California before the Spanish could be considered a paradise for a number of reasons. First, the California Indians were a very peaceful group. Because they were isolated by the many geographic features of California (deserts, coastlines, marshes, mountains,) they did not feel the need to form large military alliances with other tribes. The geography of the land was their greatest protection. Instead of creating military alliances, the Indians focused on trade alliances that greatly improved their economic and social lives.
The tribes organized into very small political units, which allowed for local rule and decision-making. This allowed the people a great deal of autonomy and freedom. The Indians of California were experts at utilizing the land. They understood the wildlife and plant species that existed in their area. For this reason, they were self-sufficient and did not have a need to raid their neighbors. Because they did not have to waste time and energy on warfare, the Indians built homes that were comfortable and sturdy. The Indians did not need to resort to a nomadic existence because they understood how to hunt different animals at different times of the year.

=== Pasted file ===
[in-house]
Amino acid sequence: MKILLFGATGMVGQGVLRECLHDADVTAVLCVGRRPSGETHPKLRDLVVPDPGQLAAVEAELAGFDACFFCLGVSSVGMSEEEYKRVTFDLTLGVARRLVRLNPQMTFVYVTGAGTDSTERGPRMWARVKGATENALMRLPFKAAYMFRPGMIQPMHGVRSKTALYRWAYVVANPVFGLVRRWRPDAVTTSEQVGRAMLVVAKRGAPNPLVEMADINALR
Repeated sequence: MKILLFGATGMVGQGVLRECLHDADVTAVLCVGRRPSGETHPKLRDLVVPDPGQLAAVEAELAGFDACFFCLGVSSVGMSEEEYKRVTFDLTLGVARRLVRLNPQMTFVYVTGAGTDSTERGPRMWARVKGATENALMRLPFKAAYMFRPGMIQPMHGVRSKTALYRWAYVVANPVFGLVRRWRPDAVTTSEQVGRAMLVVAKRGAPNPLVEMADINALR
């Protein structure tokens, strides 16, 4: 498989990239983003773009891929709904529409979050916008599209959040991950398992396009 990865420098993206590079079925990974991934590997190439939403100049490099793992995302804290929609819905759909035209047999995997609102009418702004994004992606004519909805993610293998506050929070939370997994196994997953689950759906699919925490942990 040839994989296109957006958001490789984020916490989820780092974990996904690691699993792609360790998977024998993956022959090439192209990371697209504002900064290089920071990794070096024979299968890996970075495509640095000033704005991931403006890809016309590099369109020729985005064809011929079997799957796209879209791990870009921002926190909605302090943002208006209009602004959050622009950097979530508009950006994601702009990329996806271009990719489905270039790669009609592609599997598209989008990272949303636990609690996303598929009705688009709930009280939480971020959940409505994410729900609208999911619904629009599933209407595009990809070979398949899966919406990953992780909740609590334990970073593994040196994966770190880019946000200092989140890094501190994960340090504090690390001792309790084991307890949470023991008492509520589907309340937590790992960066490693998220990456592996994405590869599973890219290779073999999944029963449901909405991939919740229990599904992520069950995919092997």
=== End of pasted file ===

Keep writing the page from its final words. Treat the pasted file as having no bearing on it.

All of these advantages were made possible by the diversity of land, wildlife and plant life that existed in California before the arrival of the Spanish.